Morristown taxpayers will be digging a little deeper into their pockets this year.
Property owners can expect a 1.9 penny increase in their tax rate if the council approves the $52.5 million municipal budget introduced by Mayor Tim Dougherty on Tuesday.
“This year’s budget reflects tough decisions made to maintain the level of service our residents, visitors and business owners expect, while managing tensions created by increasing costs, needed infrastructure and improvements,” said Dougherty, whose streak of seven straight years of zero increases was snapped last year.
A resident with an assessed value of $356,319, the town average, will see a $69 increase in his or her annual municipal taxes, to $3,653.
For that same property owner, Morris School District taxes will increase by $105 (to $5,218), while Morris County taxes will increase by $27 (to $1,303). The public library tax actually will decline by $7 (to $157) thanks to an equalization formula with Morris Township.
Taken together, the owner of that “average” Morristown house will pay $194 more in property taxes in 2019, for a total of $10,331.
Mayor Tim Dougherty and Administrator Jillian Barrick explain the 2019 budget. Video playlist by Kevin Coughlin for MorristownGreen.com. Click top left icon to toggle through clips:
Final council consideration is scheduled for May 28, 2019. The budget was introduced Tuesday by a 4-0 vote. Council President Toshiba Foster and members Alison Deeb and David Silva were absent. Councilman Robert Iannaccone asked the administration to provide three- and five-year projections.
The $41.5 million operating budget includes $23.3 million (figures are rounded) to be raised by taxes, which is $380,000 below the state’s 2 percent cap.
PENSIONS AND HEALTH CARE
Pensions were a factor in this year’s increase, said town Administrator Jillian Barrick. The state has mandated a larger contribution by municipalities; Morristown’s police and fire pension costs are $326,288 higher than in 2018. Pension costs for other municipal employees also went up by nearly $92,000.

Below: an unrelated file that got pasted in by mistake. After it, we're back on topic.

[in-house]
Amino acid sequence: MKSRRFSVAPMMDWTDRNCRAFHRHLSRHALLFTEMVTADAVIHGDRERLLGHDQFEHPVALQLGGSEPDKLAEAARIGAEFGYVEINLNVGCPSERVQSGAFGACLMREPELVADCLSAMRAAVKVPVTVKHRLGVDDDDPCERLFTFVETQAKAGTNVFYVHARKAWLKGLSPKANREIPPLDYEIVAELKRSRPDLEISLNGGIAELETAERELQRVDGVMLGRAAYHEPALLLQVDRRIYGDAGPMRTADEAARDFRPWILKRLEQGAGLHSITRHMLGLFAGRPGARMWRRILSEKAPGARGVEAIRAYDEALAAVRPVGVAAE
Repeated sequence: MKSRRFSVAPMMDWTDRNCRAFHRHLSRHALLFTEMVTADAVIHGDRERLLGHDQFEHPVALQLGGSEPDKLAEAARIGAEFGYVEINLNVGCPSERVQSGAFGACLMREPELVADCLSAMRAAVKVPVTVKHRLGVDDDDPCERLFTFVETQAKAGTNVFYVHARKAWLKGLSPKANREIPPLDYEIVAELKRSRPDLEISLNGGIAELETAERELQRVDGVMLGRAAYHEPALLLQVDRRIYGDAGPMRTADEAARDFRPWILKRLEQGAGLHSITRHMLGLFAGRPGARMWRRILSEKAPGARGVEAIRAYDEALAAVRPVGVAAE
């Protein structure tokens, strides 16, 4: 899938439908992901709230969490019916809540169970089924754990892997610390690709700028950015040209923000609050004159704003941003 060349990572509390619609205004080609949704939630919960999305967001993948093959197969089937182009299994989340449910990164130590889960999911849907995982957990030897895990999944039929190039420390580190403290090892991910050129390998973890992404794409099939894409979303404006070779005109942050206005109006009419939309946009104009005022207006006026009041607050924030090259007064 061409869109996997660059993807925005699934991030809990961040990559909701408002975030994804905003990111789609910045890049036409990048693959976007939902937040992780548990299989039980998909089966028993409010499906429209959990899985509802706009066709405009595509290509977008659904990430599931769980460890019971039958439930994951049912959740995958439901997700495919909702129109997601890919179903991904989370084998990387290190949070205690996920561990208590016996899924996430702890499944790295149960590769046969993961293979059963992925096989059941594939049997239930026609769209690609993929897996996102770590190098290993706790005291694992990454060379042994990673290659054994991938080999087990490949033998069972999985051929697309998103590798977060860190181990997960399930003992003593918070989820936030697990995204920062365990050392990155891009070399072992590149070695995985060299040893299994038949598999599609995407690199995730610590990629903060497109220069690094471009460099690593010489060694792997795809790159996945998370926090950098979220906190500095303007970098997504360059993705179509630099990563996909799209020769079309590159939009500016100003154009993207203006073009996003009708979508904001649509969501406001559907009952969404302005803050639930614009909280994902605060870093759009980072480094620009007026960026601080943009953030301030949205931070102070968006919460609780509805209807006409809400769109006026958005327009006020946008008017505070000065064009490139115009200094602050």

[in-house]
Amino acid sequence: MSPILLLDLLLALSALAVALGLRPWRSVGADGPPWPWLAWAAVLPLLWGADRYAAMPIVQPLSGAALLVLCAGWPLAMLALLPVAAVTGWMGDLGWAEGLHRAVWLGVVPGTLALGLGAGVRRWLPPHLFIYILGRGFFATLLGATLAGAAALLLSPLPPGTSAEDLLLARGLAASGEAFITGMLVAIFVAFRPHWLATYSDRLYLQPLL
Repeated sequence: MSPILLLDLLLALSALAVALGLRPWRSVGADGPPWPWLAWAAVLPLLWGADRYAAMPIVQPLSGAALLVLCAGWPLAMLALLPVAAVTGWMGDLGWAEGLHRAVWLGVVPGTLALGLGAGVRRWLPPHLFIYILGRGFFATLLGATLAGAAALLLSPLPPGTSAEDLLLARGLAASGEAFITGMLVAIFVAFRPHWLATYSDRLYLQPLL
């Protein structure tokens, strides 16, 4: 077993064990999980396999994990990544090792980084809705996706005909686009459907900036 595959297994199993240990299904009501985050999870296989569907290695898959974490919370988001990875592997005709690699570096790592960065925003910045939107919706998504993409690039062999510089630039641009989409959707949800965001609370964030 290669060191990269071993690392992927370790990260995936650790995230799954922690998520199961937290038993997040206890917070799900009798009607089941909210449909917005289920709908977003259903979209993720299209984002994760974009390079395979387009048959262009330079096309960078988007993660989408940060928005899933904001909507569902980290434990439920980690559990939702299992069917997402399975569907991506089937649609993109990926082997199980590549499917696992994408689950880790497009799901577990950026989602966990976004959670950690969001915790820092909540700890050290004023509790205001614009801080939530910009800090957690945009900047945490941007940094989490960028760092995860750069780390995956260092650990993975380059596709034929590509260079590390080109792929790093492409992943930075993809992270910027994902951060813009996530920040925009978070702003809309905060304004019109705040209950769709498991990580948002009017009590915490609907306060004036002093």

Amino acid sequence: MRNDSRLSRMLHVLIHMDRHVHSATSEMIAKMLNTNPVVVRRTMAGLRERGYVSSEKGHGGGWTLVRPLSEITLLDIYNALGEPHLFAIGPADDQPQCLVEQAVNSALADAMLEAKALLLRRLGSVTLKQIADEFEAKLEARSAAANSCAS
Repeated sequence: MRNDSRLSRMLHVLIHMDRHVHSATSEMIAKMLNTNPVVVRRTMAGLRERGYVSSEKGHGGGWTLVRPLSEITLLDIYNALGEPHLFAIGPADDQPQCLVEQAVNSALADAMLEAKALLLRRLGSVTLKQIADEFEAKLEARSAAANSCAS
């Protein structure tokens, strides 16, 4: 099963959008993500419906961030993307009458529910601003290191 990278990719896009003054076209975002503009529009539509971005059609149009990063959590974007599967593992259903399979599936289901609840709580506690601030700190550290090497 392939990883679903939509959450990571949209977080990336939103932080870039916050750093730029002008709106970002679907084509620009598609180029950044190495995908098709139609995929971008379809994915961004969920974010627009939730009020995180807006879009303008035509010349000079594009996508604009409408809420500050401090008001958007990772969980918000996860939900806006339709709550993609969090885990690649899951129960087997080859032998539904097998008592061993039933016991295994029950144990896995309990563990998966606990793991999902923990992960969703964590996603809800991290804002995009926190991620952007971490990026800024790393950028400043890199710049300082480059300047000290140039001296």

Revenue from building permits and the municipal court also are down slightly.
Meanwhile, the town negotiated multi-year police and firefighter contracts, retroactive to 2018, with annual increases of approximately 1.75 percent. Talks are ongoing with three other unions, Barrick said.
Town hall employs 190 people full-time, and 15 part-timers. The town created a $140,000 public safety directorship last year, and it has continued the paid administrative leave of its $158,000 police chief, who has not worked since the town removed him for undisclosed reasons in December.
Two police officers were hired in January; one court employee retired and an an assistant to Barrick, former Council President Rebecca Feldman, left for another job and her position won’t be filled, the administrator said.
The budget taps $2.9 million from a $13.7 million surplus that includes money from a landmark 2015 tax settlement with Atlantic Health, the corporate parent of Morristown Medical Center.
One of the budget’s bright spots, Barrick said, is a $190,000 decrease in the town’s health insurance costs. She attributed that to the town’s switch to self-insurance last year.
The town also has cut its municipal debt nearly in half over the last decade, while the municipal sewer plant, which is self-sustaining, should be debt-free by 2024, said the administrator, noting the town’s AA credit rating by Standard & Poor’s.
Some $2.8 million is budgeted for capital projects including improvements to sidewalks, buildings, dams, parks and playgrounds.
No budget hike is complete without some sugar coating, and Dougherty spent several minutes extolling the town’s preservation of the former Loyola tract, creation of Kleitman Park, improvements to the Cauldwell playground and Burnham Park pool, and purchase of a new Colonial Coach bus for seniors.
Dougherty also promised progress from joint efforts with the state Department of Transportation (traffic signal synchronization) and the new Democratic leadership on Morris Township (sidewalks on James Street).
Streetscape upgrades to Speedwell Avenue and Washington Street should be completed this year, he added.
The Mayor, now in his third term, concluded by producing charts indicating the municipal tax rate, and the total tax levy (the amount to be raised by taxes), are lower now than when he took office in 2010.
His 35-minute presentation was punctuated by an emotional testimonial for Dorothy Holman, a former commissioner of the Morristown Housing Authority and mother of Council President Toshiba Foster. Holman is gravely ill.
“I wouldn’t be here without her,” said Dougherty, crediting Holman, who is African American, with teaching him about diversity in his first unsuccessful campaign for council.
“I think I came in seventh,” Dougherty said. Wearing a tie he said was a Christmas gift from Holman, he choked up as he spoke. “Dorothy took the time to walk me door to door, in areas where no one ever heard of me, or knew me and didn’t like me.
“I got my first understanding of how important it is to understand the diversity of our community. And how important it is, if you’re going to serve this community, to recognize the diversity and be active in the diversity. And that’s something she taught me.”